I have been hearing some questioning lately, as some studies are being quoted on the radio and in the news and wanted to clarify a few things about the science behind acupuncture. First of all, let me say that acupuncture is the oldest, professional, continually practiced, literate medicine that has been used world wide. It is well over 2,000 years old possibly older than 5,200 years old and continues to thrive due to it's effectiveness. There is more science behind acupuncture from China (that has been recorded for the last 2,000 years) than we will have for western medicine for a very long time. In the United States, however, the science is often poor, limited and sometimes misleading due to the way acupuncture is studied using a western context that is not equatable to Traditional East Asian Medicine (which includes detailed acupuncture and herbal theory).
The placebo controlled acupuncture studies that are considered to be the highest level of evidence in modern medical science are designed to eliminate variables. They often use the same points on every subject, given one diagnosis, and this is simply not how acupuncture is done. There are in-depth theories behind acupuncture, none of which equate with any western diagnosis. So if a patient has fibromyalgia, (or even something as simple as low back or knee pain) there are a multitude of acupuncture diagnosis that may be associated with one western diagnosis, and every patient must be evaluated separately according to the Traditional East Asian Medicine diagnosis in order to effectively treat them with acupuncture. Then, they use placebo needles, now this is where it just gets silly... have you ever seen a placebo massage study or a placebo surgery study? Usually the answer is no. There is no place on the body you can place a needle or even a "sham" needle (that is not fully inserted or just taped on) that does not stimulate the nervous system as an acupuncture needle would. Don't get me wrong, we know that there is a difference in the effects of points used properly vs placebo, there have been many studies showing changes in the brain, chemicals released, heat changes, and electromagnetic changes associated with the proper acupuncture points. This does not mean that a placebo needle is an effective way to study any more than a placebo massage would be. Remember they are using a western diagnosis and one treatment for all the participants in most cases so they are comparing bad acupuncture to bad acupuncture and amazingly we still often get a 30% effective rate (average placebo effective rate is 20% or less) proving even bad acupuncture works ! It is also important to note that there are far more studies showing acupuncture's effectiveness for a myriad of diseases than there are studies showing it’s ineffectiveness. Even the World Health Organization has long stood behind this long list of conditions effectively treated with acupuncture. Also, many of the poorly designed studies do not even meet the criteria for clinical relevance by even western medical standards.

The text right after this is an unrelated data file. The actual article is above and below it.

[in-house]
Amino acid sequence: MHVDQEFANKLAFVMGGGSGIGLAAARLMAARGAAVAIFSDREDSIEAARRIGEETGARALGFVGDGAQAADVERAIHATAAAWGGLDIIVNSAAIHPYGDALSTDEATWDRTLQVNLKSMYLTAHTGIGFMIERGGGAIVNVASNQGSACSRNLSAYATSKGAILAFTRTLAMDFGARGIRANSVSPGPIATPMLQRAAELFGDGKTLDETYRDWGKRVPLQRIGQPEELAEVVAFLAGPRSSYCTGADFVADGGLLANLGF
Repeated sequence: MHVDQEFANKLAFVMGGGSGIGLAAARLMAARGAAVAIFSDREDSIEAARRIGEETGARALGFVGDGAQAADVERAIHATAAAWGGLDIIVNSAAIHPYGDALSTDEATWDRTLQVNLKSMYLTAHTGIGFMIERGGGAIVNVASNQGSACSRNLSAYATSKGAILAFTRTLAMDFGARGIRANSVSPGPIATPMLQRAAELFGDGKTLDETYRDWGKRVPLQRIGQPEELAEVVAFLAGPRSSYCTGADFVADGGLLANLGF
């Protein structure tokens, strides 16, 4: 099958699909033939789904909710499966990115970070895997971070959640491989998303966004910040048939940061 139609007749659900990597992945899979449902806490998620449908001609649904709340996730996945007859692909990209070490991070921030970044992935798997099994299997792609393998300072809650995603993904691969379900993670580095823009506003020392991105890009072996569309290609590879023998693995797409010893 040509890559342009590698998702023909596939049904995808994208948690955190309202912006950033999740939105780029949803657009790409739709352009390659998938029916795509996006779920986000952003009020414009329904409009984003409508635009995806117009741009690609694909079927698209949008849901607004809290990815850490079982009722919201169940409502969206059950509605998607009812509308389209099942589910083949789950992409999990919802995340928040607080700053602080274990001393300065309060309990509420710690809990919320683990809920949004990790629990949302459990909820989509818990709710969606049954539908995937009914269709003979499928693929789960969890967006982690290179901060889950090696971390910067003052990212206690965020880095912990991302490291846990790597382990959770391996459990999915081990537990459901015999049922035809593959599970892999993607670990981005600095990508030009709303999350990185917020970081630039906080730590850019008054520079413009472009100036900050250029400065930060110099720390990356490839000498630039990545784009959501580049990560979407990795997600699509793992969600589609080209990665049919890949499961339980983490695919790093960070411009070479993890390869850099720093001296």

There are plenty of studies showing acupuncture's effectiveness beyond placebo that are well designed. As for the most recently widely publicised study about knee pain that showed acupuncture was not more effective than placebo, the study was too short (3 months) and other similar studies over longer periods (6 months) do show effectiveness for knee pain, showing us that it takes time, which was no secrete, knee pain can be a more tenacious problem to treat, not to say I have not had patients walk out pain free after their first treatment for knee pain.
Before I go on I would like you to know that I am nothing but amazed by the value of standard western medical practice and I am currently devoting part of my time to becoming a Family Nurse Practitioner so I can use this valuable modern medicine that saves and prolongs lives. However, when it comes to the actual science I have been astonished that; according to the text from my research class I took for my Nurse Practitioner degree Melnyk & Fineout (2005), an "alarming number" of health care providers do not utilize research in their daily practice and it takes an average of 17 years for new findings to reach standard medical practice. Much is being done about this as we move toward evidence based practice, as we should. Also, your doctors clinical and theoretical knowledge are vast and invaluable and should be respected and investigated with the utmost respect. Not to say that you should do what you are told with out question. Any good practitioner (if time permits) should be open to your questions and concerns and help to empower you about your health. No one person will ever have all the answers, and the answers may not yet be known to mankind either, but we do know a lot about the human body, and that knowledge is more powerful when all aspects are clearly understood. So trust your doctor, they have a lot of education behind them, but never stop questioning.